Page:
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Kate Heyhoe

Kate's Global Kitchen

by Kate Heyhoe

 

Homemade Amaranth Tortillas

 

Tortillas flavored with tomatoes, chiles and other seasonings are rapidly hitting the shelves, but there is still nothing that can replace the taste of a rustic, handmade tortilla fired off a hot grill. In her handsomely photographed new book Breads of the Southwest: Recipes in the Native American, Spanish, and Mexican Traditions (Chronicle Books), Beth Hensperger shows how to make tortillas by hand, as well as other traditional breads and even explores new breads of Southwest. In this tortilla recipe, she mixes old world ingredients together in a new coupling, rich in nutrients and taste. One of the key ingredients is amaranth, which she describes as follows:

Tortilla
"Amaranth, a grain about the size of a poppyseed, is high in calcium and phosphorus and contains approximately 16 percent protein and a high proportion of lysine, an essential amino acid rarely found in vegetable matter... Called the "Aztec grain" because of its use in early Mexican and Central American cultures for food as well as for religious ceremonies, it has as a strong, wild flavor and a rather gelatinous texture. It is available as whole grain or flour. Whole amaranth may be popped into tiny puffs, like popcorn. Adding the cooked grain to yeast and cornmeal batters helps baked goods to retain moisture and lightness."
 
Multi-Grain Tortillas

These are modern-day corn and four tortillas, updated with some flavorful specialty flour added. Amaranth flour melds exceptionally well with the flavor of corn flour. Wild amaranth grain was widely used by the Apache and norther Mexico bakers. The tortillas bake up thick and are a good substitute for bread with a calabacitas or posole stew.

Makes twelve 4-inch tortillas

2 cups unbleached all-purpose flour or bread flour
1-1/2 cups blue corn masa harina para tortillas or harinilla
1/4 cup whole wheat pastry flour
1/4 cup amaranth flour or mesquite flour
4 teaspoons baking powder
1/2 teaspoon salt
1-1/2 cups warm water
1/4 cup (1/2 stick) cold butter, cut into pieces

1) In a medium mixing bowl using your hands or a wooden spoon or in the bowl of a heavy-duty electric mixer fitted with the paddle attachment, combine the unbleached flour, the blue cornmeal, the whole wheat and amaranth flours, baking powder, and salt. Cut in the butter until crumbly, using a fork or pastry blender if making by hand. Gradually add the hot water to the flour mixture, stirring just until the dough sticks together, clears the sides of the bowl, and a soft firm ball is formed, adding a tablespoon of water at a time if the dough seems too dry. Cover the dough with plastic wrap and let rest for 45 minutes.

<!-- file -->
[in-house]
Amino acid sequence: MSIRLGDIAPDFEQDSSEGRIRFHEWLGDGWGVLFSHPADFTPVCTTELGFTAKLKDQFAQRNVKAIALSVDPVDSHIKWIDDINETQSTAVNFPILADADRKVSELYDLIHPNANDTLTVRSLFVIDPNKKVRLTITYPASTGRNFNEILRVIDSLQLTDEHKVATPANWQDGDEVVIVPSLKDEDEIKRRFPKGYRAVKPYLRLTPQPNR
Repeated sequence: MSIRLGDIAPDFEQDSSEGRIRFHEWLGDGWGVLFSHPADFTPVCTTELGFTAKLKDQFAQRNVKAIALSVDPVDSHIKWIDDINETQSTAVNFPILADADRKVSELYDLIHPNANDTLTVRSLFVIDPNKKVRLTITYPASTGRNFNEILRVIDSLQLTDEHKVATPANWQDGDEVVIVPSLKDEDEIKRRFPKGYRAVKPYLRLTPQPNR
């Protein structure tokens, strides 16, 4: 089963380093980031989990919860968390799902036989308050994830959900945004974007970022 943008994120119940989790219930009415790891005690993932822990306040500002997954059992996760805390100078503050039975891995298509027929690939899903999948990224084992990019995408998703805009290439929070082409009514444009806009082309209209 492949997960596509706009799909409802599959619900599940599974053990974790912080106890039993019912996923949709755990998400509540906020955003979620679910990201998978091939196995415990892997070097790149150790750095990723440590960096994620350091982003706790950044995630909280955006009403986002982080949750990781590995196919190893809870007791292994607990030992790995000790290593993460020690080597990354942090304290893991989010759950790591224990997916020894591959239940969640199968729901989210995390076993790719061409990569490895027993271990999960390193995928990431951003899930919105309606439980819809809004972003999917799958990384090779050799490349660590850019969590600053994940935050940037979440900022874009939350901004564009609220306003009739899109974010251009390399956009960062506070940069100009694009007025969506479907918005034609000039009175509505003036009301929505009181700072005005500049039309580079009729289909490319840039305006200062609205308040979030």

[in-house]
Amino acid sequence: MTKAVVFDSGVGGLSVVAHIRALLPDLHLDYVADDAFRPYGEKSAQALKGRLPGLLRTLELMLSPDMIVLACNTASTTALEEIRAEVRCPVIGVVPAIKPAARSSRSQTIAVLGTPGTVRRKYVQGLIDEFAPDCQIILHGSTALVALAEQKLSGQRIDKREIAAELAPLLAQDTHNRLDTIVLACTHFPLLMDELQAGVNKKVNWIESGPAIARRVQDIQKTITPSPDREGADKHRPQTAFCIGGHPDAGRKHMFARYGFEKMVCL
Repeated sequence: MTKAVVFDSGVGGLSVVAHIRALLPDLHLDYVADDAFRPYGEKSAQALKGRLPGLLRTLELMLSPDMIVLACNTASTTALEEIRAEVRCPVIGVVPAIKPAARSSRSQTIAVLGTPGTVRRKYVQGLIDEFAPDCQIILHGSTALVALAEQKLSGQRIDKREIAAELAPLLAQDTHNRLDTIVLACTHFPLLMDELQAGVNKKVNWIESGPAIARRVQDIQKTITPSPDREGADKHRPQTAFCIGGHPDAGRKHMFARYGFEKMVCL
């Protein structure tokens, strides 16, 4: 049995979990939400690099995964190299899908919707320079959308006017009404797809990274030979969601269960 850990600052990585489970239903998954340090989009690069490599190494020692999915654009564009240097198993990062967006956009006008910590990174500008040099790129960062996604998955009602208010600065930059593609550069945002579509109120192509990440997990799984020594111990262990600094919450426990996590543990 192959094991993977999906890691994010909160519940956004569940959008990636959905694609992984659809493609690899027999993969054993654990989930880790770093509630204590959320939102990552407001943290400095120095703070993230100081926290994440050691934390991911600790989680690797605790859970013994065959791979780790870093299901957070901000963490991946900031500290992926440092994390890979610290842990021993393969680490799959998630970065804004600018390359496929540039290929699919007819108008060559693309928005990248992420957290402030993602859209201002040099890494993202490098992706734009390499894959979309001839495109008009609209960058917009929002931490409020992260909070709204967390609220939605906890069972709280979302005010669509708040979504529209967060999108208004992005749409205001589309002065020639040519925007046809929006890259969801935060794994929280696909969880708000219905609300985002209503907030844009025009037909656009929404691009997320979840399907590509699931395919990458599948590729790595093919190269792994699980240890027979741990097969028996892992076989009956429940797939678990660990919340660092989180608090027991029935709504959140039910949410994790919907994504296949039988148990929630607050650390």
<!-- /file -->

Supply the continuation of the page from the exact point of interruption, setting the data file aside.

2) To shape the tortillas, divide the dough into 12 equal portions. Shape each into a ball and place on a baking sheet or marble slab. Drape each ball around your forefinger, making a depression on the underside, which makes a mushroom shape and creates an air bubble to help it roll out into an even round. On a very lightly floured work surface, flatten the ball with your palm. (The flattened balls can rest on a greased baking sheet, covered tightly, for 30 minutes longer, if necessary.) Place one of the portions of the dough between 2 pieces of plastic wrap or wax paper. Press in a tortilla press, turning at regular intervals, until the desired thickness. Or roll out with a rolling pin to a 4-inch round, 1/4 inch thick. Stack between layers of plastic wrap to prevent drying out while pressing out the remaining dough. Bake as soon as possible.

3) To bake the tortillas, heat a large ungreased heavy cast-iron skillet or comal over medium-high heat until a drop of water dances across the surface. Place the tortillas, one at a time, in the pan, and bake for about 2-1/2 minutes. When the dough looks dry and brown spots are formed, turn over to the other side and bake for 2 to 3 minutes. Keep flipping back and forth until the tortilla is soft, not crisp; it will puff up to l/2 inch thick. It is very easy to overbake, so pay close attention to the timing. Remove each tortilla to a clean towel. Cover until serving.

Recipe from:
Breads of the Southwest:
Recipes in the Native American, Spanish, and Mexican Traditions
by Beth Hensperger
Chronicle Books, $22.95
March 3, 1997
Reprinted by permission.

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This page originally published as a Global Gourmet Today column in 1998.

Copyright © 2007, Kate Heyhoe. All rights reserved.

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This page modified January 2007


 

 
 

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